Salt and Iron: Forging Faith will discuss faith, politics, philosophy, and culture with a two-fold mission:
- to sharpen fellow Christians in our shared faith
- to address the world graciously with seasoned speech
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Every year my family struggles to keep up Christmas traditions. It’s not that we find our traditions onerous or time-consuming, so much as that we don’t find many traditions at all.
A friend of mine helped illustrate my family’s dearth of traditions when joining us for dinner one year. When I asked what he would like to eat, he suggested, “Make me a traditional family dish.”
This request stumped me for a while, considering that my dad’s favorite description of my mother’s cooking runs, “Enjoy it while you can—you’ll never see it again.” Casting about in my mind, I recalled a variation on a favorite Mexican dish we had cooked up. Continue reading
I wish I had more time. Don’t we all? After years of filling my To-Do list with a hose and emptying it with an eyedropper, I finally hit on the secret to getting more done:
This 1996 book promises a miracle on its cover, and, believe it or not, its contents deliver. Aslett opens the book with several pages on the benefits of doing more with your time. I’ll assume you are already persuaded, and dive right in. Continue reading
When Kim Davis served jail time for refusing to sign gay marriage licenses, it boded ill for religious liberty in America.
One of GoodTrueBeautiful’s authors analyzes the legal implications of Kim Davis’s plight in an article published by The Harvard Law Record:
As Chief Justice Roberts and Justice Alito correctly predicted in their dissents, the Supreme Court’s decision in Obergefell v. Hodges has not, in fact, brought closure to questions regarding marriage in the United States. That case has instead opened up a Pandora’s box of new controversies as the newly-articulated right to same-sex marriage comes into conflict with the First Amendment right to free exercise of religion.
Read more: Same-Sex Marriage, Religious Freedom & Kim Davis
What do Rachel Platten, Marianas Trench, and avant-garde sculpture have in common? Postmodernist tendencies to self-referential exposition.
One of GoodTrueBeautiful’s authors exposes the dangers of postmodern art and its hidden moral claims in an article published recently by The Federalist:
[“Fight Song”] is [Rachel Platten’s] “take back my life song” and “prove I’m alright song,” but the song does not do these things. It only claims it is doing them. As much as I enjoy “Fight Song,” I have to recognize it for what it is: not a song, but the idea of a song.
Read more: Like All Postmodern Artists, Rachel Platten Makes A ‘Fight Song’ About Nothing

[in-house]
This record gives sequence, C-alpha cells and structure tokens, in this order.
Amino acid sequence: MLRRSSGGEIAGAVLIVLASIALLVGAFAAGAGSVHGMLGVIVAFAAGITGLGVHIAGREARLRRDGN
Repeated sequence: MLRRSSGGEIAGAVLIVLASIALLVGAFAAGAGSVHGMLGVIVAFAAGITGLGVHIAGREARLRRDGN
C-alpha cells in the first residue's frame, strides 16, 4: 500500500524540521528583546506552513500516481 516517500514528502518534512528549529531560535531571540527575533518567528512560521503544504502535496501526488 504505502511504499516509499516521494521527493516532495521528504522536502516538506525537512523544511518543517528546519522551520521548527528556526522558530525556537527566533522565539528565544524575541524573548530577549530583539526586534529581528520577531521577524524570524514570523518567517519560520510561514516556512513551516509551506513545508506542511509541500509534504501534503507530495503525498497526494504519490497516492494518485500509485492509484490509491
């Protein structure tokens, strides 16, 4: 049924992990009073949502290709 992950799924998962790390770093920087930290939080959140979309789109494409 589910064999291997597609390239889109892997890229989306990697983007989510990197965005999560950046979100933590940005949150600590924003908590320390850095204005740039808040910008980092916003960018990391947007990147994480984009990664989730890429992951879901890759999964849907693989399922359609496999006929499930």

What happens when courts practice theology? Last week, one of GoodTrueBeautiful’s authors highlighted the danger to religious freedom in an article published by The Baltimore Sun:
A group of appellate judges recently decided to take up theology while writing a legal opinion. As might be expected, they got into trouble.
Read more: Judging nuns’ faith – Baltimore Sun
All movie-watchers indulge in their own pet obsessions. Maybe you watch for plot twists; your sister watches for gorgeous soundtracks; your dad for the quotable one-liners; your mother for her Hollywood crushes; and your college roommate watches for goof-ups he can skewer later in ironic Youtube videos. As for me, I obsess over cinematic color theory. Continue reading
Reading a book at night has always been a dangerous prospect. If the bedtime reader wishes to relax his mind before sinking into sleep, he must choose carefully. The wrong book could, instead of saving him from a few minutes of staring at the ceiling, cost him several hours of wide-eyed attention as he strains to conclude the final chapters by flashlight, because, after all, it is already two o’clock in the morning, and he has only three chapters to go. On the other hand, if a reader imagines his mind is most relaxed and receptive to a book just before bed, when the world has left him in peace for a few blessed minutes, and the cares and obligations of the daytime have called a temporary retreat, he may find his body has other ideas. Continue reading
After the Protestant Reformation shattered the Christian consensus and ended the serene confidence of the Renaissance, the dramatic Baroque style swept Europe. In the Netherlands, religious wars had ravaged the country, so art tended to avoid religious topics. As church patronage declined, however, the Netherlands’s booming economy allowed private citizens to commission art. Rembrandt’s Night Watch reflects the shift towards painting private, secular activity. Meanwhile, Spain remained resolutely Catholic. Spanish painter Velázquez painted genre scenes during the Baroque period, but his work often included subtle religious messages that supported Catholic doctrine. In Las Meninas, he is more concerned with his personal aim to establish himself as a member of the royal household rather than with conveying a religious message. Both group portrait paintings demonstrate the shift in art from religious to secular subjects. Continue reading